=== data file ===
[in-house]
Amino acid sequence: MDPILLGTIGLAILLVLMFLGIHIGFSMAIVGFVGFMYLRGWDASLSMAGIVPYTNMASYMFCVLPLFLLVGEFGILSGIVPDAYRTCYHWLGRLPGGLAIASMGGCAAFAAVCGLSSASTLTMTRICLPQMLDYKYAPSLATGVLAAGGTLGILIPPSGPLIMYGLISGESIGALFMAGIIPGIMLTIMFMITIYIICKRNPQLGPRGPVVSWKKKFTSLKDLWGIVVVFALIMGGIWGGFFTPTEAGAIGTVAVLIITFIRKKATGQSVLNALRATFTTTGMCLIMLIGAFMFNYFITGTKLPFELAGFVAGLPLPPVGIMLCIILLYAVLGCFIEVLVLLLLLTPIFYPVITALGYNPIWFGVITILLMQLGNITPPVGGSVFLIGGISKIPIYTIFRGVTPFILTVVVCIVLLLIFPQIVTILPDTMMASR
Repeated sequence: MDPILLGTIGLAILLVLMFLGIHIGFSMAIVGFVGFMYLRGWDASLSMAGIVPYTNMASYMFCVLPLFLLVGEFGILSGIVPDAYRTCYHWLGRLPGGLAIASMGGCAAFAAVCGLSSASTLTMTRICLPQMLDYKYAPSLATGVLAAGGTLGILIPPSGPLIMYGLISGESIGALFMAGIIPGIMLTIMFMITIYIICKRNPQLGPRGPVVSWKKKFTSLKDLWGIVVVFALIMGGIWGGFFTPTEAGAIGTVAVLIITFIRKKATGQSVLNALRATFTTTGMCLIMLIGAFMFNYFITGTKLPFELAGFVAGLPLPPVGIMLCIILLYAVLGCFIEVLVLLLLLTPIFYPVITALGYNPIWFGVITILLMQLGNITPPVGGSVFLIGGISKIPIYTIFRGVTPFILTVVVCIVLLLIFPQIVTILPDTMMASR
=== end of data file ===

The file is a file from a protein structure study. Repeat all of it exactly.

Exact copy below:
[in-house]
Amino acid sequence: MDPILLGTIGLAILLVLMFLGIHIGFSMAIVGFVGFMYLRGWDASLSMAGIVPYTNMASYMFCVLPLFLLVGEFGILSGIVPDAYRTCYHWLGRLPGGLAIASMGGCAAFAAVCGLSSASTLTMTRICLPQMLDYKYAPSLATGVLAAGGTLGILIPPSGPLIMYGLISGESIGALFMAGIIPGIMLTIMFMITIYIICKRNPQLGPRGPVVSWKKKFTSLKDLWGIVVVFALIMGGIWGGFFTPTEAGAIGTVAVLIITFIRKKATGQSVLNALRATFTTTGMCLIMLIGAFMFNYFITGTKLPFELAGFVAGLPLPPVGIMLCIILLYAVLGCFIEVLVLLLLLTPIFYPVITALGYNPIWFGVITILLMQLGNITPPVGGSVFLIGGISKIPIYTIFRGVTPFILTVVVCIVLLLIFPQIVTILPDTMMASR
Repeated sequence: MDPILLGTIGLAILLVLMFLGIHIGFSMAIVGFVGFMYLRGWDASLSMAGIVPYTNMASYMFCVLPLFLLVGEFGILSGIVPDAYRTCYHWLGRLPGGLAIASMGGCAAFAAVCGLSSASTLTMTRICLPQMLDYKYAPSLATGVLAAGGTLGILIPPSGPLIMYGLISGESIGALFMAGIIPGIMLTIMFMITIYIICKRNPQLGPRGPVVSWKKKFTSLKDLWGIVVVFALIMGGIWGGFFTPTEAGAIGTVAVLIITFIRKKATGQSVLNALRATFTTTGMCLIMLIGAFMFNYFITGTKLPFELAGFVAGLPLPPVGIMLCIILLYAVLGCFIEVLVLLLLLTPIFYPVITALGYNPIWFGVITILLMQLGNITPPVGGSVFLIGGISKIPIYTIFRGVTPFILTVVVCIVLLLIFPQIVTILPDTMMASR